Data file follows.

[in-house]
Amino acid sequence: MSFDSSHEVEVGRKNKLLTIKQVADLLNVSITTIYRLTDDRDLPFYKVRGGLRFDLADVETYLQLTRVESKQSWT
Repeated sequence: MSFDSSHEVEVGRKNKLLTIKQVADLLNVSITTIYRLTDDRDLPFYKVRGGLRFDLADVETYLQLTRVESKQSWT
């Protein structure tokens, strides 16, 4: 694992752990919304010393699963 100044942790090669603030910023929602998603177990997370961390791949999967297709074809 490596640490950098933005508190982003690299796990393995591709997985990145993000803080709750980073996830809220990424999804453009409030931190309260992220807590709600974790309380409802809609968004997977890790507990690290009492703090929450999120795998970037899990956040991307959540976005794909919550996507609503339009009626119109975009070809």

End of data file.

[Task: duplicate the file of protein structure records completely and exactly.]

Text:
[in-house]
Amino acid sequence: MSFDSSHEVEVGRKNKLLTIKQVADLLNVSITTIYRLTDDRDLPFYKVRGGLRFDLADVETYLQLTRVESKQSWT
Repeated sequence: MSFDSSHEVEVGRKNKLLTIKQVADLLNVSITTIYRLTDDRDLPFYKVRGGLRFDLADVETYLQLTRVESKQSWT
């Protein structure tokens, strides 16, 4: 694992752990919304010393699963 100044942790090669603030910023929602998603177990997370961390791949999967297709074809 490596640490950098933005508190982003690299796990393995591709997985990145993000803080709750980073996830809220990424999804453009409030931190309260992220807590709600974790309380409802809609968004997977890790507990690290009492703090929450999120795998970037899990956040991307959540976005794909919550996507609503339009009626119109975009070809």